Jun 24 2011: Isns't that what the Kyoto Protocol is doing?
    • Jun 24 2011: That is assuming all countries are diligently working towards their reduction goals which some countries (Canada) simply aren't.

      I suppose I am looking for of local level, or grass roots ideas.
      • thumb
        Jun 25 2011: Nate, for grassroots ideas look into 350.org.

        Cop16 was a relative success with 2 degrees certain to rise by 2020, others are more pessimistic 3-4 degrees but with the UN head optimistic. In all scenarios it seems that more people will suffer.

        Unless we attack the issue in all fronts and accelerate our transformation. This decade is our last chance. http://bit.ly/SolutionStrategies

        see also globalissues.org, weforum.org, http://www.globalchange.gov/
  • thumb
    Jun 23 2011: I don't think the tipping point has been reached yet insofar as global warming is concerned. I myself felt initially it was an urgent problem that if not addressed immediately and in a big wayu would speel big trouble for our planet. Now, I'm not as sure of that... I'm still trying to undersand.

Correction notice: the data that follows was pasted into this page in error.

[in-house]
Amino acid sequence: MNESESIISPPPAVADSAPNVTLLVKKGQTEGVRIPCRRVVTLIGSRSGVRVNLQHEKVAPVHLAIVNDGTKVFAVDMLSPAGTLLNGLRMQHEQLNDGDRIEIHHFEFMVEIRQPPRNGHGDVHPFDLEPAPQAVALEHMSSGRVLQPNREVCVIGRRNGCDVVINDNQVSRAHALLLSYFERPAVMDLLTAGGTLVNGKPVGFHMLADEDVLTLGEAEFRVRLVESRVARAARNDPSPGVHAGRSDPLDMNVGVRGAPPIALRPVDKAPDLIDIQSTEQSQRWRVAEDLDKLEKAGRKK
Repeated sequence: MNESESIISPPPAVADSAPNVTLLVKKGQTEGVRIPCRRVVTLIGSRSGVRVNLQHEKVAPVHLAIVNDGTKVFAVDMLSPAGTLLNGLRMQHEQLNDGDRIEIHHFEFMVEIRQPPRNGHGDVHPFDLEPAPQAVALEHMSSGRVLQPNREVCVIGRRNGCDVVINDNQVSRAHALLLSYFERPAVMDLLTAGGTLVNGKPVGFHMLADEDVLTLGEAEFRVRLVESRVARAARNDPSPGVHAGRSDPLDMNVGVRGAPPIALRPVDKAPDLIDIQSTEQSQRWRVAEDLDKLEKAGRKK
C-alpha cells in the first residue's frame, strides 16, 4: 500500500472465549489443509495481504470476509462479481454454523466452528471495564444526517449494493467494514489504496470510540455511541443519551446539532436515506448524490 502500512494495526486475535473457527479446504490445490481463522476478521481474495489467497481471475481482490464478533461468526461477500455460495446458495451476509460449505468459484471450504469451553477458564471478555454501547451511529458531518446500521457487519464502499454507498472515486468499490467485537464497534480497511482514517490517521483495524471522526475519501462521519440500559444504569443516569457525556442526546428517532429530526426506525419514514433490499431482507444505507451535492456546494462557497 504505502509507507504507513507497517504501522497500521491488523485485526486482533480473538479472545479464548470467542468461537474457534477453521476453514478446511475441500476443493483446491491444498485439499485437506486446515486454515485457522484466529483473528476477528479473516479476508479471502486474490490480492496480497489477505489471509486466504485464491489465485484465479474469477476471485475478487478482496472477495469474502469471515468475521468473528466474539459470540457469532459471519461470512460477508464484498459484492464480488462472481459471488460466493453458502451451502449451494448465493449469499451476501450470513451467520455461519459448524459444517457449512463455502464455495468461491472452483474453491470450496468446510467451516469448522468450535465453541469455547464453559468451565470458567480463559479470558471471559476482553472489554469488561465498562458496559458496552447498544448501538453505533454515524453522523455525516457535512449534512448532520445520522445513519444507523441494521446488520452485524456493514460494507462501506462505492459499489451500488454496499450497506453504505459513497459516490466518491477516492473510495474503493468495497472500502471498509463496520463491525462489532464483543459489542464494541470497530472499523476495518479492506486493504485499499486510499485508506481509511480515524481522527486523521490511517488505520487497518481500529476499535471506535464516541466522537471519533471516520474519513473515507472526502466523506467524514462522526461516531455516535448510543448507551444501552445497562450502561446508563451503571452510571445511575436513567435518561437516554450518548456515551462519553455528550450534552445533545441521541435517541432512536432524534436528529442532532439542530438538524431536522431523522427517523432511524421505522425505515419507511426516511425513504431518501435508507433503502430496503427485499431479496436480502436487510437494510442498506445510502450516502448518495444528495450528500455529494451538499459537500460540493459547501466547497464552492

• Jun 23 2011: Call me a dreamer! What I am searching for ways to actively engage the people around me. I don't want a pearl harbor type event to change the peoples mentalities, to light the fire necessary under politicians rear ends... but I see much more apathy than I do cause for change. Whether the tipping point is here or not, most would agree it's on our horizon.

      I am steadily confused by peoples choices, or fear of actively changing our lifestyles, would it not be in all of our best interests to think more than 10 or 15 years down the road, I don't know about you guys but I am still planning on being around!

      If the doom and gloom predictions of global warming are bang on, when shit hits the fan, can you sincerely look into the eyes of the ones you love most and say “I did as much as I could?”
      • thumb
        Jun 23 2011: I think you are right on all counts.

        I do agree that the change we are looking for in terms of environmental issues/global warming are on the horizon - but what will "tip" things to change will be "high noon", not dawn. Walking the walk is the way it gets done and there's not much walking going on - but lots of talking/debate. Maybe that's where we are at in the whole process...
        Although I will say it to any one who wants to listen - Obama is walking the walk, maybe in a less confident way than some of us might have hoped, but he knows what he's doing and I trust him to make the right descisions at the opportune time.
  • thumb